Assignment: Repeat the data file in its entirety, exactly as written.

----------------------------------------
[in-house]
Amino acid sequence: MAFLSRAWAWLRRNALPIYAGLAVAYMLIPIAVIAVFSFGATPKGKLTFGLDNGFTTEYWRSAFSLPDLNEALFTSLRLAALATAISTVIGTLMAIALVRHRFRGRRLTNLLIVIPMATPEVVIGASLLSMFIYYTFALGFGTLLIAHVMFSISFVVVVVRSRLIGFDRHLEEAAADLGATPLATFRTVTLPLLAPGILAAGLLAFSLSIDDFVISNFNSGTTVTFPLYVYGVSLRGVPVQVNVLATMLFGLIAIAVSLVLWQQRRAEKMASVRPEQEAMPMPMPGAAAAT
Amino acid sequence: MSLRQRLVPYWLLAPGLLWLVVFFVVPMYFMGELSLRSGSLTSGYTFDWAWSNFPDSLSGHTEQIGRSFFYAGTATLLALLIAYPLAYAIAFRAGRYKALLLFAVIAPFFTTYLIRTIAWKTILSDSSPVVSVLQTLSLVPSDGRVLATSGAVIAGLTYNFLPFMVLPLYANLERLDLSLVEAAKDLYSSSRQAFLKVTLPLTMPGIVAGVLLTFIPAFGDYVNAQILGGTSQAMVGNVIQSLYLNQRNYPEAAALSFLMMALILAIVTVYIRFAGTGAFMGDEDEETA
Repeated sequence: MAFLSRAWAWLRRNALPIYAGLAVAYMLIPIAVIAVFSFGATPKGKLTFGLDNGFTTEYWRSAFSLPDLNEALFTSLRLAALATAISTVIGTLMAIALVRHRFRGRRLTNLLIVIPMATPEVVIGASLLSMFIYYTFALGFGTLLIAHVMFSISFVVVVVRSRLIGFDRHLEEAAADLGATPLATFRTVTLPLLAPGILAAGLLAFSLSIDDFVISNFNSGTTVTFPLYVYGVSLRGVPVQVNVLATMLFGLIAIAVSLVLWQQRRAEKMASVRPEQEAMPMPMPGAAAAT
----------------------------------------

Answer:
[in-house]
Amino acid sequence: MAFLSRAWAWLRRNALPIYAGLAVAYMLIPIAVIAVFSFGATPKGKLTFGLDNGFTTEYWRSAFSLPDLNEALFTSLRLAALATAISTVIGTLMAIALVRHRFRGRRLTNLLIVIPMATPEVVIGASLLSMFIYYTFALGFGTLLIAHVMFSISFVVVVVRSRLIGFDRHLEEAAADLGATPLATFRTVTLPLLAPGILAAGLLAFSLSIDDFVISNFNSGTTVTFPLYVYGVSLRGVPVQVNVLATMLFGLIAIAVSLVLWQQRRAEKMASVRPEQEAMPMPMPGAAAAT
Amino acid sequence: MSLRQRLVPYWLLAPGLLWLVVFFVVPMYFMGELSLRSGSLTSGYTFDWAWSNFPDSLSGHTEQIGRSFFYAGTATLLALLIAYPLAYAIAFRAGRYKALLLFAVIAPFFTTYLIRTIAWKTILSDSSPVVSVLQTLSLVPSDGRVLATSGAVIAGLTYNFLPFMVLPLYANLERLDLSLVEAAKDLYSSSRQAFLKVTLPLTMPGIVAGVLLTFIPAFGDYVNAQILGGTSQAMVGNVIQSLYLNQRNYPEAAALSFLMMALILAIVTVYIRFAGTGAFMGDEDEETA
Repeated sequence: MAFLSRAWAWLRRNALPIYAGLAVAYMLIPIAVIAVFSFGATPKGKLTFGLDNGFTTEYWRSAFSLPDLNEALFTSLRLAALATAISTVIGTLMAIALVRHRFRGRRLTNLLIVIPMATPEVVIGASLLSMFIYYTFALGFGTLLIAHVMFSISFVVVVVRSRLIGFDRHLEEAAADLGATPLATFRTVTLPLLAPGILAAGLLAFSLSIDDFVISNFNSGTTVTFPLYVYGVSLRGVPVQVNVLATMLFGLIAIAVSLVLWQQRRAEKMASVRPEQEAMPMPMPGAAAAT